Inexperience can be a good thing

When renowned graphic designer Paula Scher was asked to incorporate elements of graphic design into the architecture of the Museum of Modern Art, the Metropolitan Opera and the New York City Ballet—a job that neither she nor anyone she knew had ever done before—she started by revisiting these locations. “Why can’t the signage be on the floor?” she asked. “New Yorkers look at their feet.”

Ms. Scher later found out that the actors and actresses who worked in these institutions took their cues from the floor, and so her idea, far from being novel eye-candy, evolved into a system that many thought innovative as well as useful. The best way to accomplish serious design, concluded Ms. Scher, is to be totally and completely unqualified for the job.

To be sure, Ms. Scher did not mean to herald ignorance in and of itself. Neither did she mean to brush qualifications aside. She merely suggested that those who are new to the job —rookies, if you will —tend to have less restricted ways of thinking. They are more likely to think outside the box, to challenge conventions, to look at the floor and ask themselves a question that old hands never thought of asking: Why can’t the signage be on the floor?

The Medium this year is composed mostly of new staff. Amir Ahmed, our features editor, only began writing for us last year. Sports editor Andrew Tysiak, though inexperienced is as enthusiastic and hardworking. Su Lyn Liew may be new to copy editing for a newspaper, but her ability to prune prose and give it force and direction is unparalleled by some of her older and seasoned colleagues. And Saaliha Malik, formerly with the UTMSU, had never written a newspaper article before, but has already demonstrated a nose for news and the hunger to chase after it.

As for myself, Im perhaps the youngest person to ever assume the editor-in-chief position —alas, not that young in terms of age, but in terms of years worked at The Medium. Which, in my case, means exactly one.

I do not mean to discredit experience. Experience matters. Experience saves your ass. More importantly, experience tells you what other starry-eyed idealists have tried but didn’t succeed with.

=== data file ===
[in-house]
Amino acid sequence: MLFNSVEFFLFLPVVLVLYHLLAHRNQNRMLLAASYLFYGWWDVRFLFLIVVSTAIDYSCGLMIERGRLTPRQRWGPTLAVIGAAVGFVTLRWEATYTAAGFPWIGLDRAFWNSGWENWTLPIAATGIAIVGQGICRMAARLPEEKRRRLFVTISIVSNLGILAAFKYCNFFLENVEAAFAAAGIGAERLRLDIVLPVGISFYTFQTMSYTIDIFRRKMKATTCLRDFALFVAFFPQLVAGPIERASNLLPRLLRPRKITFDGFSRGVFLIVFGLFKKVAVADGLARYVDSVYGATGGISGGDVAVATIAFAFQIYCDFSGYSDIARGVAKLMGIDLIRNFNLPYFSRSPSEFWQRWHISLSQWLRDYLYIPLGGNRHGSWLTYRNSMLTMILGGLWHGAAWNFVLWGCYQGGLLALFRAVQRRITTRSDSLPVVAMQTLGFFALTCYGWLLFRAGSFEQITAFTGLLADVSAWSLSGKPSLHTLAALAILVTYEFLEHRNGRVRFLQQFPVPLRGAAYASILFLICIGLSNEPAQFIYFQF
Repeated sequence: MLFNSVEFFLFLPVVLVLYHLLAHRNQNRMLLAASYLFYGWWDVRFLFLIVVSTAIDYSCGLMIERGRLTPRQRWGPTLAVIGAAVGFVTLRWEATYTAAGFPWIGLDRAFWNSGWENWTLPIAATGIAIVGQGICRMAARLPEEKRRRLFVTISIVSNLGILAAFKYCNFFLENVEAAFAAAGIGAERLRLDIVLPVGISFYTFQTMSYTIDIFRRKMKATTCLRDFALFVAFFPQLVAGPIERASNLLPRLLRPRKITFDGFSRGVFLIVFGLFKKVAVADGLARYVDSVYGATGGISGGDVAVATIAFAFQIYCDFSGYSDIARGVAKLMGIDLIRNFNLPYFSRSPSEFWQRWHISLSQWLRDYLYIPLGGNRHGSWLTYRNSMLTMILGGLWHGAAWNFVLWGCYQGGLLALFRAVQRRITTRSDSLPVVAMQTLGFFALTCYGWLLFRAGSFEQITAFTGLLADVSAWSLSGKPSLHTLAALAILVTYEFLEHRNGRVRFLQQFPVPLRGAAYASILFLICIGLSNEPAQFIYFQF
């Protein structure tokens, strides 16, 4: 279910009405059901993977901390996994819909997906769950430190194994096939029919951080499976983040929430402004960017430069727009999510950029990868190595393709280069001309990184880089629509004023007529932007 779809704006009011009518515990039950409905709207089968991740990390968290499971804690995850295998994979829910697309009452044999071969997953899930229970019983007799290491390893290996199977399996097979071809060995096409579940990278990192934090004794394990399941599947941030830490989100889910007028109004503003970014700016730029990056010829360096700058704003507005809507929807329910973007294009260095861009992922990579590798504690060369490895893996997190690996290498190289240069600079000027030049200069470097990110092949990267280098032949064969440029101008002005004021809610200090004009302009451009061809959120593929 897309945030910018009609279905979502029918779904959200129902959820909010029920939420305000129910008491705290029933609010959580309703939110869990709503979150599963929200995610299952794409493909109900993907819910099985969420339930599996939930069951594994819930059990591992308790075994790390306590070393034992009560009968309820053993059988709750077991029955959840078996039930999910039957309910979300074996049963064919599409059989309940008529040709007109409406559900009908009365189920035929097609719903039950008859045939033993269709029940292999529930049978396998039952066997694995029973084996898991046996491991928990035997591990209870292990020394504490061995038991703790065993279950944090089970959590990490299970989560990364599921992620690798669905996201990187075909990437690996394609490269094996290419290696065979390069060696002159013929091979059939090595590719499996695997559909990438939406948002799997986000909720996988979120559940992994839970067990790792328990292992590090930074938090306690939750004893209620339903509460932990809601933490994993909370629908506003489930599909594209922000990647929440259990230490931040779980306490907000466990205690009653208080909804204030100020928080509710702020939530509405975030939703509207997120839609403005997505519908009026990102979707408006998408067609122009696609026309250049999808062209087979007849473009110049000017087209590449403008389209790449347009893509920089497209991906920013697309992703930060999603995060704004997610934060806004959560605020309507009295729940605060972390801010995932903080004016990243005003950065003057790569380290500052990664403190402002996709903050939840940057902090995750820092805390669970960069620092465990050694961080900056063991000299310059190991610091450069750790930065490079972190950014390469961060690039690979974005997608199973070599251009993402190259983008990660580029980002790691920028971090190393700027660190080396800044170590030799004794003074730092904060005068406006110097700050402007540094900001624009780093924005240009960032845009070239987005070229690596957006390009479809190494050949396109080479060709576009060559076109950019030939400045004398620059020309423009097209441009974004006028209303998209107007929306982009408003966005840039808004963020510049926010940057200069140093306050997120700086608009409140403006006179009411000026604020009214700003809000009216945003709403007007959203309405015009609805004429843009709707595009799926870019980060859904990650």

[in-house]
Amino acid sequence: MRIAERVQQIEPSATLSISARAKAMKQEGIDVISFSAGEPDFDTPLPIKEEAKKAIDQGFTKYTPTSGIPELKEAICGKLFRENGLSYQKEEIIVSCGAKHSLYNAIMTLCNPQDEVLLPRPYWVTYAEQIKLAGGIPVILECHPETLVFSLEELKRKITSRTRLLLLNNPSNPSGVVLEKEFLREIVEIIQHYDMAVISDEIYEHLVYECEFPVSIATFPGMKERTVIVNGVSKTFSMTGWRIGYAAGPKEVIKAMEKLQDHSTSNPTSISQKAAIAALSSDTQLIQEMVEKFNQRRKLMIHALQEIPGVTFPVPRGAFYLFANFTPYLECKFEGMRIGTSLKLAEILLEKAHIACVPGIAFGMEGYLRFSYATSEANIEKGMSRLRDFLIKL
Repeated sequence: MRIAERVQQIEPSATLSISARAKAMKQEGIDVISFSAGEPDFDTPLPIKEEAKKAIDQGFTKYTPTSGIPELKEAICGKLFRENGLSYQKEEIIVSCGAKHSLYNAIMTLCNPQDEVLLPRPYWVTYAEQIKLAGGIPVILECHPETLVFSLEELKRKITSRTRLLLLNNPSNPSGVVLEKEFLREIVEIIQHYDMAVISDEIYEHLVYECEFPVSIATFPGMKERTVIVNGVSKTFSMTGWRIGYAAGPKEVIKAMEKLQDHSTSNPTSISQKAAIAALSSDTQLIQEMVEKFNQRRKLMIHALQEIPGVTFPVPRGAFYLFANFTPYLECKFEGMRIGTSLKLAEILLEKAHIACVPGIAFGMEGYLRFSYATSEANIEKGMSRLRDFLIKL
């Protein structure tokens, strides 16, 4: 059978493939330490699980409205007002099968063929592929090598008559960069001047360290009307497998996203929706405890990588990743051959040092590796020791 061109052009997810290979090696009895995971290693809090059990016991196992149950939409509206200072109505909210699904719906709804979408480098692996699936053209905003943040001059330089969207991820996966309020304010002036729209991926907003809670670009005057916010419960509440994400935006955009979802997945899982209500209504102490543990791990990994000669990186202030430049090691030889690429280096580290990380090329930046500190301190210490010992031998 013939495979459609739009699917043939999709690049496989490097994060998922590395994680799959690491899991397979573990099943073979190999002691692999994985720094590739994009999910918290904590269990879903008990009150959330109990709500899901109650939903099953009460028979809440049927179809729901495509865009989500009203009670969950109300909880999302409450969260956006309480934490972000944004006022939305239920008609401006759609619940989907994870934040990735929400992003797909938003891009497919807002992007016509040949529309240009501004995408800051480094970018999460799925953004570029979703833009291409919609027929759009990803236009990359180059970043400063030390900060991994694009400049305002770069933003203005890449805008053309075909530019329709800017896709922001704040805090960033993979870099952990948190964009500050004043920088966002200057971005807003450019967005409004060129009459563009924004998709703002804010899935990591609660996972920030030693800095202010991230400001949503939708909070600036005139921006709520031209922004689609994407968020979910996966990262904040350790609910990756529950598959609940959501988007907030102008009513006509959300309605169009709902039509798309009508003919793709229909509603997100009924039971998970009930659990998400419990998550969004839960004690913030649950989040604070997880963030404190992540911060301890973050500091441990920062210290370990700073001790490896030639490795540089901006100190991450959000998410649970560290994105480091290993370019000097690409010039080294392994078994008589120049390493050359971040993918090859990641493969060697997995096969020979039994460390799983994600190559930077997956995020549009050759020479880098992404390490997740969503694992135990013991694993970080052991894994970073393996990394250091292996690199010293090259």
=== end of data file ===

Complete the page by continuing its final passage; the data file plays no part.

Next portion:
Ali Kasim, my former editor-in-chief, current mentor and eternal friend, was an experienced writer and editor who improved this paper in ways I can only hope to emulate. Michael Di Leo, veteran arts and entertainment editor, puts his experience to good use—that is, without allowing it to kill his originality.

And Matthew Filipowich, composite editor, photo editor and webmaster, has been doing this stuff for years. His enthusiasm and creativity are second to none. These guys are in no danger of becoming fossils.

Some of you may suspect that I’m only trying to protect myself against any future screw-ups. “Oh,” I could say, “I was new. I didn’t know better.”

Others may conclude that in quoting a prestigious designer, and thereby comparing my team and myself to her, I’ve set too high a standard for us—that I will have dug our efforts into a hole the size of one of the ditches that now litter our construction-mad campus.


I will also say that people don’t fail because they are inexperienced —at least not always. They fail because they are not willing to learn. People don’t succeed because they are experienced; they succeed because they work hard and because they are passionate and because they try to look where no one looked before. I can’t promise that we will become a pioneer campus newspaper, or even a better newspaper. But I can promise we will try.

We have already done a few new things. We’ve recently launched a Twitter account, @mediumonline, where we will post links to our articles. We’ve revamped our website by adding RSS feeds, a tip line section and a new multimedia content section where we will post pictures that didn’t make it to the printer. UTM students and staff are encouraged to submit their campus-related photos and videos to this new section (to my fellow iPhone users: fire ‘em up).

Lastly, we are also enhancing our news section by adding a column that will feature UTM- and U of T-related news snippets. And we will attempt to focus more on what happens within our campus. In this issue, we feature a map of the new construction sites, an article about said construction and another about the well-known, yet underused RAWC.

Overdue changes, perhaps, and even elementary ones. But other newspapers are still not doing any of it. Newspapers whose teams perhaps stopped looking.

We thereby hope to address the concern that furrows the brow of many a newspaperman: how to keep our readership. Given that we The Medium rely on students levies instead of income generated by sales, we may not have to worry about our finances, but thats not an excuse to run from the changes that afflict the industry. Steady funds or not, we must modernize.

In doing so, I hope that the many students who have never read these pages —students from places as diverse as Austria and Australia, Chile and China, and with interests as diverse as economics and biology —will decide to pick up every issue. In it, they will learn more about the one thing that unites us all: the University of Toronto Mississauga.

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